'Literary Lost' Concerns Itself with, Quite Literally, Novel Television

Works like this do the Lost series a favor by enriching what’s on screen, digging out the hidden and the obvious allusions.

Literary Lost: Viewing Television Through the Lens of Literature

Publisher: Continuum
Length: 167 pages
Author: Sarah Clarke Stuart
Price: $19.95
Format: Paperback
Publication Date: 2011-01

Lost wore its literary references on its sleeve, making sure viewers saw the spines, covers and symbols of dozens of books over its six season run. Sawyer (Josh Holloway) built a library from dead passengers' luggage, Ben (Michael Emerson) quoted Steinbeck and read Joyce, and Desmond (Henry Ian Cusick) had a thing for Dickens. Books were referenced in episodes titles, characters' names, and locations on the island. From there it was just a quick jump to Wikipedia or the local library to begin connecting the dots.

The series' writers relied heavily on well-worn references to books like Alice in Wonderland and The Wonderful Wizard of Oz, eternal references that everyone knows even if they haven't read the books. The strange worlds populated by little girls who chase rabbits or wizards and aren't all they claim to be loom large in the consciousness of people everywhere. In Lost they refer to specific characters and incidents, but often these references are about tone, feeling or sentiment as much as they are about plot.

The creators of the show made much of the fact that they viewed each season as a single chapter in the overall "novel" of the show, and despite nay sayers’ concerns, executive producers Damon Lindelof and Carlton Cuse were insistent that they knew how the series would end almost from the beginning. Even talk of the mechanics of the show, the piecing together of the narrative, was done in terms normally ascribed to books.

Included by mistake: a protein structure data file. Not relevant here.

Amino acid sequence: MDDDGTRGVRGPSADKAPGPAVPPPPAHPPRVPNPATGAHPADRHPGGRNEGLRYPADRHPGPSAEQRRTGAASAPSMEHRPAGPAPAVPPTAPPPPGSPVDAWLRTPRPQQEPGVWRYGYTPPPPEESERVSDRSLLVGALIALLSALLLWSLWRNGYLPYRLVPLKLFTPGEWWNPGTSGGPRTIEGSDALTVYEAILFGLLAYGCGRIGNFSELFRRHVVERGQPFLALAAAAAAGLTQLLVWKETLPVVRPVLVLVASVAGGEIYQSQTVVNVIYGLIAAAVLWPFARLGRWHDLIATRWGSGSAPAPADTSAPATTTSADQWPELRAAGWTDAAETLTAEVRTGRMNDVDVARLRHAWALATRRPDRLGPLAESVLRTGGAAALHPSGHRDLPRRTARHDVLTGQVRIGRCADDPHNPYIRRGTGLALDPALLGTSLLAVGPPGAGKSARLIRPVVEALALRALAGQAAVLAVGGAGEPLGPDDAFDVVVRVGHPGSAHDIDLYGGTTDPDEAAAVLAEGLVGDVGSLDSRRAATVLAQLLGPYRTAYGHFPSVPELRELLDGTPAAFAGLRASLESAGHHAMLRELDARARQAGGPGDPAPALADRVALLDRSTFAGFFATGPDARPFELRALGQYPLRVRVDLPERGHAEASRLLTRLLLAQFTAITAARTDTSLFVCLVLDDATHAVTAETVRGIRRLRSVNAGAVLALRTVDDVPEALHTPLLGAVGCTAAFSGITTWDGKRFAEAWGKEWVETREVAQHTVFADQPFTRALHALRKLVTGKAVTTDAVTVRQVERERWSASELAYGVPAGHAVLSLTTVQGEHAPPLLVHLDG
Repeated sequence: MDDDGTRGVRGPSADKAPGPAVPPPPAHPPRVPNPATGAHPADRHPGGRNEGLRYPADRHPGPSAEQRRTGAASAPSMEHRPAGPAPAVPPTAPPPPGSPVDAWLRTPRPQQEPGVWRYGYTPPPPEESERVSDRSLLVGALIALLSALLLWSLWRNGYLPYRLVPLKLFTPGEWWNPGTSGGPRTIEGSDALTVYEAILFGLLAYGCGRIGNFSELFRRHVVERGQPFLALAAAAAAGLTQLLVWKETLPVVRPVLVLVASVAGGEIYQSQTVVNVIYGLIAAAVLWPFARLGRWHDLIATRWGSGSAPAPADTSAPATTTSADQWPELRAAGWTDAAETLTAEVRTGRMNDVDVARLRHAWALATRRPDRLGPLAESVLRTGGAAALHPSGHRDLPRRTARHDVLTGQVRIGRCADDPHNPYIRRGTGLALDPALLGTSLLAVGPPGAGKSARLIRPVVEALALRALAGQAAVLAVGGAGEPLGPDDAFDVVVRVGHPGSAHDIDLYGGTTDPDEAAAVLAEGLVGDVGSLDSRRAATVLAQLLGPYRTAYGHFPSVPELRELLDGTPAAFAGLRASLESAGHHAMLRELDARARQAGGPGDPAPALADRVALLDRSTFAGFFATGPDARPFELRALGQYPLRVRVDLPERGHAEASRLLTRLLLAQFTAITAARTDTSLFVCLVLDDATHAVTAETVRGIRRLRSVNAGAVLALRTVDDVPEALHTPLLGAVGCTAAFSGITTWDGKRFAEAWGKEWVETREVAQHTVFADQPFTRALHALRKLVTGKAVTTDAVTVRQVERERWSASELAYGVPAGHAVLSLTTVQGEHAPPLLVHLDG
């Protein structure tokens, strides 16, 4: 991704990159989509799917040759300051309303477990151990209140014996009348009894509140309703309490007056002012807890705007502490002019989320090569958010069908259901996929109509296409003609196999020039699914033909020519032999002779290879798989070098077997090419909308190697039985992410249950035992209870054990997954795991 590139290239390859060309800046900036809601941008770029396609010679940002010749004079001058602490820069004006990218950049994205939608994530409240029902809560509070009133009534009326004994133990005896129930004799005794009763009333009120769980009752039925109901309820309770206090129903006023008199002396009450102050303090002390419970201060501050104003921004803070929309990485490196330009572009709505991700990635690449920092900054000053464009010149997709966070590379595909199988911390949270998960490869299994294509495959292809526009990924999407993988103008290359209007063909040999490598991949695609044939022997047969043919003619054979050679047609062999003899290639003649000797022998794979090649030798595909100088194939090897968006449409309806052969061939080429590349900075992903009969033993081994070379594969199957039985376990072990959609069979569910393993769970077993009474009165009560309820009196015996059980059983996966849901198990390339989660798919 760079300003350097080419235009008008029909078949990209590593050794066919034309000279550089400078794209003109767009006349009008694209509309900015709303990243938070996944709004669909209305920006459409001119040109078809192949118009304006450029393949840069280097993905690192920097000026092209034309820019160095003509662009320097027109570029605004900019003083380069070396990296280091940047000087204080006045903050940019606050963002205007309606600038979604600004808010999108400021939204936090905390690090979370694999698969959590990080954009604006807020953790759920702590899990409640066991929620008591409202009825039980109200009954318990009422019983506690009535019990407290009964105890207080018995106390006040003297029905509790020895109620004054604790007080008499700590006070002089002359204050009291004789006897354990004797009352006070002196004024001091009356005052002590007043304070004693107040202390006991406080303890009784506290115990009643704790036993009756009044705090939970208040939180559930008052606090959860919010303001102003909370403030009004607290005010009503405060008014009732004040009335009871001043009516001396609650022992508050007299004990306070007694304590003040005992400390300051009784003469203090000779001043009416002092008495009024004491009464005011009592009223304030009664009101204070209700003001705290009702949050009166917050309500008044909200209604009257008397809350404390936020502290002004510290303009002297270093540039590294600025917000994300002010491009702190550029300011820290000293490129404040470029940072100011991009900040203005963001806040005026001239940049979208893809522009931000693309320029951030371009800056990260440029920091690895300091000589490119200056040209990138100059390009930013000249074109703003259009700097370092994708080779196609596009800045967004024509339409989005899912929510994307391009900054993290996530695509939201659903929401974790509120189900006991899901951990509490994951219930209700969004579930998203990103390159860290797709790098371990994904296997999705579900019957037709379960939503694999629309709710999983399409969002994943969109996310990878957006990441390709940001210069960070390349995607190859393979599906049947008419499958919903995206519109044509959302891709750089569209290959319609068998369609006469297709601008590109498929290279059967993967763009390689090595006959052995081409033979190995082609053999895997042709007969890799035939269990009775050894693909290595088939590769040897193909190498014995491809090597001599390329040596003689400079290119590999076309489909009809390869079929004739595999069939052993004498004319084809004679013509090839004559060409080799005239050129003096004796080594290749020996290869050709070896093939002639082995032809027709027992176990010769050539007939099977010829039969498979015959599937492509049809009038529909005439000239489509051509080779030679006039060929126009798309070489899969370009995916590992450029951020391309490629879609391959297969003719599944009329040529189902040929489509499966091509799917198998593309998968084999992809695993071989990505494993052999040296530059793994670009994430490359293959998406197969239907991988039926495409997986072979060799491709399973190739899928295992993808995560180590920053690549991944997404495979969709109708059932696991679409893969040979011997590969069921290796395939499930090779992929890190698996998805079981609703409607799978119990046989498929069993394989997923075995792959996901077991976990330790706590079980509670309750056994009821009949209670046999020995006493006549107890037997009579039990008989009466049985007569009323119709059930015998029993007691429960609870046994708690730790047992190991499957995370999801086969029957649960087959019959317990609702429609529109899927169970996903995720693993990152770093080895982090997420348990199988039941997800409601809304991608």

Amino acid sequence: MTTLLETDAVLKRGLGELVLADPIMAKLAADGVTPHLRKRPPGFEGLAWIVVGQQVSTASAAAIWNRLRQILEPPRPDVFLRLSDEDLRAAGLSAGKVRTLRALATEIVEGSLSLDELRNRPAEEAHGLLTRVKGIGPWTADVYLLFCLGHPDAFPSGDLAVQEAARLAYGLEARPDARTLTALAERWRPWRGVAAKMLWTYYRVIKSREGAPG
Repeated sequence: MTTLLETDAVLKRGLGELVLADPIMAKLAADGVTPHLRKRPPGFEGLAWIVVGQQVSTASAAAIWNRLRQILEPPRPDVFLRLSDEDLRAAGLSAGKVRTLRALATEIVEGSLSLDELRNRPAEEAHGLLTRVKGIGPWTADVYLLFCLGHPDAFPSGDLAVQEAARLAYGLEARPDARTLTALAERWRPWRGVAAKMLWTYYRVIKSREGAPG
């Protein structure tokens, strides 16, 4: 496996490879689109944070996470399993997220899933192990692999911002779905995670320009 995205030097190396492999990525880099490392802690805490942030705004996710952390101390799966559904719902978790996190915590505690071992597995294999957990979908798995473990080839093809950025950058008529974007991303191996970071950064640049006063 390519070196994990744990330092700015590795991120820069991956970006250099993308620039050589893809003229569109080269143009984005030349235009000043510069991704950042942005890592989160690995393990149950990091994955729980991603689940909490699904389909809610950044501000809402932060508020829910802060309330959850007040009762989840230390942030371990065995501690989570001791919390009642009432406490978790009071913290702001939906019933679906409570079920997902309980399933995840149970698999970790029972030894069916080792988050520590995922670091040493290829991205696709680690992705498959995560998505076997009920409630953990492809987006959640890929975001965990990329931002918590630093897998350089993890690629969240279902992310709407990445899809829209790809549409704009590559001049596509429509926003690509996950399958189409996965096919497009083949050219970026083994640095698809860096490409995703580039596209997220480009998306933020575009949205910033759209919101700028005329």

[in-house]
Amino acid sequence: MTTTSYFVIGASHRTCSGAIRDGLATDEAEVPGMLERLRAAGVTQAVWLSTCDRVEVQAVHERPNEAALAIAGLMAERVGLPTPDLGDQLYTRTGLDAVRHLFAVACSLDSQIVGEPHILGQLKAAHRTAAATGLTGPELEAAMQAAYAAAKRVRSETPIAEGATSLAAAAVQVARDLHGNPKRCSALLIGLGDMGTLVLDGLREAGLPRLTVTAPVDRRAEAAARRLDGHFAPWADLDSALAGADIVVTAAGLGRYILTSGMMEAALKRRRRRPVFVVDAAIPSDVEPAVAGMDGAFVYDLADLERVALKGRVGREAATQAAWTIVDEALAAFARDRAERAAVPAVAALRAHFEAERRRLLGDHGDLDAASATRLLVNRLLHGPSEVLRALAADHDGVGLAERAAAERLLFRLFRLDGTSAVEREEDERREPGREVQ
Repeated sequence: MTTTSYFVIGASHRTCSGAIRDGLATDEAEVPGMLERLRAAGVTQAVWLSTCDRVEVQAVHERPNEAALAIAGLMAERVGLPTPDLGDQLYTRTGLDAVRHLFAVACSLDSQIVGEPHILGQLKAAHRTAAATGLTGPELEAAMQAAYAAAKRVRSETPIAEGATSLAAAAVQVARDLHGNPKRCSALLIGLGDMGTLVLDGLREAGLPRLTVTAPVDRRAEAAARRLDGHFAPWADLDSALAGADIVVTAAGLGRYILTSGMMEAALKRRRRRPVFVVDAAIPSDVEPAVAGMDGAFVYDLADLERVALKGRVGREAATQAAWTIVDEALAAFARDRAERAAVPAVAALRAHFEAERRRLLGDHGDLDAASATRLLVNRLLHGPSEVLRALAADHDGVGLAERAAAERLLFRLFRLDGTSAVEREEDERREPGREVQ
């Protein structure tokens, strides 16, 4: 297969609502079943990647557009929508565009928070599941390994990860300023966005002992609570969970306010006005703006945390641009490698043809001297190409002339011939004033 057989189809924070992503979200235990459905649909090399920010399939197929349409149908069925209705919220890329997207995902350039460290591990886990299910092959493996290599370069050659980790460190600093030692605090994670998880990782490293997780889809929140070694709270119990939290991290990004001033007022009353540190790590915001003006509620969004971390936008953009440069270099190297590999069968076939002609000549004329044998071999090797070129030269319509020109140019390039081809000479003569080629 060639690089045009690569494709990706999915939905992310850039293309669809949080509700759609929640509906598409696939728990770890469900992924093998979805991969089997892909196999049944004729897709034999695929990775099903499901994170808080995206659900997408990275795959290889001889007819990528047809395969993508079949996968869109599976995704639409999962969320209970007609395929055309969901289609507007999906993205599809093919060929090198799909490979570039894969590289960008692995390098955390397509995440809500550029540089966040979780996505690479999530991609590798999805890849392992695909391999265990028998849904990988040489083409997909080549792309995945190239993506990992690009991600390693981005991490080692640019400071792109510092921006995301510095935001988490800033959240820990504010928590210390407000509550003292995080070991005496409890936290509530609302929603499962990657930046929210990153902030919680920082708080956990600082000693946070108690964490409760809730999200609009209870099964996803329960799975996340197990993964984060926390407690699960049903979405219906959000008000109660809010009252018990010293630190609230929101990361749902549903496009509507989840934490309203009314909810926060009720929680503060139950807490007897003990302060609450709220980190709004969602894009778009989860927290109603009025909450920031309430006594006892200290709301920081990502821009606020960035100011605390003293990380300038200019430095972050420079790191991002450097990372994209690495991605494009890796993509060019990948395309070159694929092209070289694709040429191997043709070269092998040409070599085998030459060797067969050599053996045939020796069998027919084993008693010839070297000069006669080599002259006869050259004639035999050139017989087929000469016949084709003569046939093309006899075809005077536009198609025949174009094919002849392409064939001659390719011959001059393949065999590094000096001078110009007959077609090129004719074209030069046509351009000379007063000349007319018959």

In this clever and concise book, author Sarah Clarke Stuart explores the close relationship of the series with nearly 100 different works of literature ranging from ancient works like Gilgamesh to Stephen Hawking’s A Brief History of Time. Some books are related to the show either through their direct reference or appearance on the show, such as Of Mice and Men and Watership Down, while others are only thematically related, such as Stephen King's Dark Tower series.

Stuart argues that Lost serves as a kind of reader's advisory for its viewers, directing them to books both popular and classic that explore themes similar to the show. “Canonical works of fiction appear on screen to underscore an episode’s thematic concerns [and] invite...discussion,” she writes. This is probably the series’ greatest legacy, that each episode was picked apart and analyzed by fans at home in their living rooms, in chat rooms or in articles such as Entertainment Weekly’s online “Doc Jensen” column. Clarke’s take is that Lost served not only as appointment television for its viewers, but as an inspiration to seek out the books it referenced, the exact opposite effect a television show is suppose to have.